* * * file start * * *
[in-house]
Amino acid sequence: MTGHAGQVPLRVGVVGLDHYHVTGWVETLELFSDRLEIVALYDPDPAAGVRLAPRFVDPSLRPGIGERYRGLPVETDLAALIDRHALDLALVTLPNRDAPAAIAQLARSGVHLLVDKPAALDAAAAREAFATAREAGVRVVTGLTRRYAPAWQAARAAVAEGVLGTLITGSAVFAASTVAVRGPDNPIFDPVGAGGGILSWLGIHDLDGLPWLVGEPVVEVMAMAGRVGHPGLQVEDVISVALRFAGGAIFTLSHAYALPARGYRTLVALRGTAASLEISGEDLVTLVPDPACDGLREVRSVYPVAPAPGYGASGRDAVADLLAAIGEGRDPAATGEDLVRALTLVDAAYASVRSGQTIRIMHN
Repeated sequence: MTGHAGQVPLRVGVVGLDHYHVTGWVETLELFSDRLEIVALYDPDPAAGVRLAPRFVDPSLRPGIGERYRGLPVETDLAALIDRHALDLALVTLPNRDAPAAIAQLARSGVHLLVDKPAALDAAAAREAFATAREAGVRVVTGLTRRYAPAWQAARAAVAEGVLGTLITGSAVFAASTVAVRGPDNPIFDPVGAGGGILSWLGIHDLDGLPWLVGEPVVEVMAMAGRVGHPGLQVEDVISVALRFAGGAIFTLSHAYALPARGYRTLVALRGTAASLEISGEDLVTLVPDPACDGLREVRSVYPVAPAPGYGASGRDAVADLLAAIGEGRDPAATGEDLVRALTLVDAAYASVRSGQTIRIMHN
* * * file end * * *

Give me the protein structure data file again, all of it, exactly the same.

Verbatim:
[in-house]
Amino acid sequence: MTGHAGQVPLRVGVVGLDHYHVTGWVETLELFSDRLEIVALYDPDPAAGVRLAPRFVDPSLRPGIGERYRGLPVETDLAALIDRHALDLALVTLPNRDAPAAIAQLARSGVHLLVDKPAALDAAAAREAFATAREAGVRVVTGLTRRYAPAWQAARAAVAEGVLGTLITGSAVFAASTVAVRGPDNPIFDPVGAGGGILSWLGIHDLDGLPWLVGEPVVEVMAMAGRVGHPGLQVEDVISVALRFAGGAIFTLSHAYALPARGYRTLVALRGTAASLEISGEDLVTLVPDPACDGLREVRSVYPVAPAPGYGASGRDAVADLLAAIGEGRDPAATGEDLVRALTLVDAAYASVRSGQTIRIMHN
Repeated sequence: MTGHAGQVPLRVGVVGLDHYHVTGWVETLELFSDRLEIVALYDPDPAAGVRLAPRFVDPSLRPGIGERYRGLPVETDLAALIDRHALDLALVTLPNRDAPAAIAQLARSGVHLLVDKPAALDAAAAREAFATAREAGVRVVTGLTRRYAPAWQAARAAVAEGVLGTLITGSAVFAASTVAVRGPDNPIFDPVGAGGGILSWLGIHDLDGLPWLVGEPVVEVMAMAGRVGHPGLQVEDVISVALRFAGGAIFTLSHAYALPARGYRTLVALRGTAASLEISGEDLVTLVPDPACDGLREVRSVYPVAPAPGYGASGRDAVADLLAAIGEGRDPAATGEDLVRALTLVDAAYASVRSGQTIRIMHN